This is an excerpt from a book The History of Coosa County, Alabama written by Rev. George E. Brewer before 1922. Please consider the time period when it was written.
Jesse Suttle bought property from an Indian
Jesse Suttle bought a piece of land of an Indian, Pothleehole, in 1835, and settled on it. When he paid the purchase money the government required the money to be paid to the Indians in the presence of the government agent. So the money was paid the Indian.
Suttle refused to return land
The Indian was drunk. On sobering, his money was gone. Being without money or land he demanded one or the other again, but Suttle refused as he had paid. It is said that it was not unusual for Indians to be made drunk when in the possession of money, and to be relieved of it by unscrupulous white men. They were wronged in other ways by many of the whites.
Treaty terms violated
There was also a good deal of talk of removing them to the Indian Territory in violation of the terms of the treaty. All this had stirred the Indians up, until there was strong apprehension of them rising up to massacre the whites. Some understanding was had among the whites as to what was to be done, and certain rendezvous had been agreed upon in case of hostilities. This Indian, incensed at his loss, felt like inflicting vengeance somewhere, and so Suttle was on the land that had been his, and did not know who had gotten his money, decided he would revenge himself on Suttle.
Suttle shot to death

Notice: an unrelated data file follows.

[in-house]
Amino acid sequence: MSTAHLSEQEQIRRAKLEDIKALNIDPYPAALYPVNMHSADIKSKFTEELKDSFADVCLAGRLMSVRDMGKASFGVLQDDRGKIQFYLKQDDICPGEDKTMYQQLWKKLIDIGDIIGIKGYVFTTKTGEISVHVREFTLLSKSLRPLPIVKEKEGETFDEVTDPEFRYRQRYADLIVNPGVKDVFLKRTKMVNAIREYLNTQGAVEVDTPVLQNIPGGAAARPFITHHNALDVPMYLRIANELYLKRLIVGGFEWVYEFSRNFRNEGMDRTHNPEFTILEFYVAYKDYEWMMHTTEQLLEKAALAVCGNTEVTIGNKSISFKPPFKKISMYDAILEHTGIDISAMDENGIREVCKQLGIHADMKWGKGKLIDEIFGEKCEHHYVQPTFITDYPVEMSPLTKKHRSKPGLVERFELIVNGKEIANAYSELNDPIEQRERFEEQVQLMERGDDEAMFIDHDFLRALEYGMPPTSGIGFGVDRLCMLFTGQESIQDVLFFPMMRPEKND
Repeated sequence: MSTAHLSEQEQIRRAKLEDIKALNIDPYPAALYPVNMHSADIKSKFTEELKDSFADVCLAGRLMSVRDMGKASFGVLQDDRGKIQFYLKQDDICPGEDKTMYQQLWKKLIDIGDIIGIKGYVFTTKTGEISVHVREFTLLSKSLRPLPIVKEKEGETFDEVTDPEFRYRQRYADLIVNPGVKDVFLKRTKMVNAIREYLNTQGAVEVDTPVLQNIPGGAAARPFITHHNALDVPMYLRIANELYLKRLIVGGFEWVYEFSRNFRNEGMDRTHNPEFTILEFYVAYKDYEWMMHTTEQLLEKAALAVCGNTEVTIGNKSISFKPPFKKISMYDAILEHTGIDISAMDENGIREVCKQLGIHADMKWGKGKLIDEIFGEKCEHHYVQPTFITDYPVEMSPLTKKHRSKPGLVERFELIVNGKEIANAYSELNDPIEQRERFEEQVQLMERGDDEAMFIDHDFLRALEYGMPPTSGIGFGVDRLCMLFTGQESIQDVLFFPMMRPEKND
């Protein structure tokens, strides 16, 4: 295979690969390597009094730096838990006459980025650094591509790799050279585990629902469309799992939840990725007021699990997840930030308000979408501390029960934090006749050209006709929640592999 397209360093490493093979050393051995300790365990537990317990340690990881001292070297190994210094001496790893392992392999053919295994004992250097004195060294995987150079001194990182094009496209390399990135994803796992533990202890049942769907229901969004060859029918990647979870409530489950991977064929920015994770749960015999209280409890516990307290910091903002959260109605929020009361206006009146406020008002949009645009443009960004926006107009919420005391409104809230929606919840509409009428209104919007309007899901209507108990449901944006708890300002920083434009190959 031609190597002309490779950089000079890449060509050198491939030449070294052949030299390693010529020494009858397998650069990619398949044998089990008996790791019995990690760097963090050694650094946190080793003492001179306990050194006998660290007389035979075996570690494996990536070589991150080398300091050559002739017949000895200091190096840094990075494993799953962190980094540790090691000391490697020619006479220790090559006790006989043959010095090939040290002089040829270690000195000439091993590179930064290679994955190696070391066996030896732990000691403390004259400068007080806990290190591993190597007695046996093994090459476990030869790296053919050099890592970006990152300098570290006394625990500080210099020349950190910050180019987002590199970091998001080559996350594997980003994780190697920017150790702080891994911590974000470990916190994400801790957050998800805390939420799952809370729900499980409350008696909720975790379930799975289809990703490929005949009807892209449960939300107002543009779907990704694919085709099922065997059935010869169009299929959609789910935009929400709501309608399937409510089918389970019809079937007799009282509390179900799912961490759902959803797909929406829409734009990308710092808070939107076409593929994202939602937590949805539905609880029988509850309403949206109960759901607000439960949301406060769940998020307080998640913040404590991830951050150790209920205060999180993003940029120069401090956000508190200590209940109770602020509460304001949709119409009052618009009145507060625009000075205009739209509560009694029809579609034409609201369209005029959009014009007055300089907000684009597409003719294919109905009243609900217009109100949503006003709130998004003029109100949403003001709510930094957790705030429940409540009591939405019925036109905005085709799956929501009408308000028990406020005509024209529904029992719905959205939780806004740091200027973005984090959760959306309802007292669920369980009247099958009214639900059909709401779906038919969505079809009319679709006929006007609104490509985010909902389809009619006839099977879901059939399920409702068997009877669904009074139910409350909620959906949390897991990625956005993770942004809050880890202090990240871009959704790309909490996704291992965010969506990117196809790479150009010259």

Suttle had not yet built a house, but lived in the two Indian cabins on the place. On the 16th of May, Suttle was cleaning out a good spring near the cabins, and his wife was with him. While so engaged the Indian slipped near, and shot Suttle to death at the feet of his wife. She took her granddaughter, Matilda Howard, who lived with her, and ran to her son-in-law, George Johnson’s house.
He and neighbor, Howard Johnson, took their families and the widow with all haste to Nixburg, to Solomon Robbins’ house, the place agreed upon as a rendezvous for this section.
Solomon Robbins Tombstone
News spread rapidly
They scattered the news as they went. The news spread rapidly, and consternation seized upon the settlers, and the families of the whites were rapidly concentrated at Robbins’. His house was the shelter for the women and children, while fortifications were hurried by the men. M. L. Bulger’s wife, while on the way to refuge, was so injured by the horse running away, that she died from the injuries. For two days there was constant dread of attack.
Suttle buried at Nixburg
For two days Suttle’s body lay where it had fallen, by then matters had quieted and a party went and brought the body to Nixburg, and it was buried in what is now the cemetery, the first grave opened in it.
Suttle incident and others led to Indian removal
The killing of Suttle in Coosa, wth one or two other in the newly settled country, together with exciting, alarming , and exaggerated reports from different places, led to the removal by governmental authority of the bulk of the Indians to the Territory, in the summer of 1836.
Nixburg United Methodist Church Cemetery ( Jesse Suttles is buried here)
Photo from Find A Grave.com
Suttle was the father of two Judges
Very many of those people named were members of two strong churches of Shiloh and Fish Pond.
Jesse Suttle was the father of Judge Isaac Suttle of Coosa, of Judge John W. Suttle of Bibb, William Suttle, and Mrs. George Johnson, Mrs. William Howard, and Mrs. Stephen B. Ray.
- Excerpt from The History of Coosa County, Alabama by Rev. George E. Brewer (1832-1922)
Check out these books by Alabama Author Donna R. Causey
FreeHearts: A Novel of Colonial America (Tapestry of Love) (Volume 3) Inspired by true events, Col. John Washington (ancestor of President George Washington), Randall Revell, Tom Cottingham, Edmund Beauchamp ward off Indian attacks and conquer the wilds of Maryland’s Eastern shore in 17th century colonial America in this historical novel.
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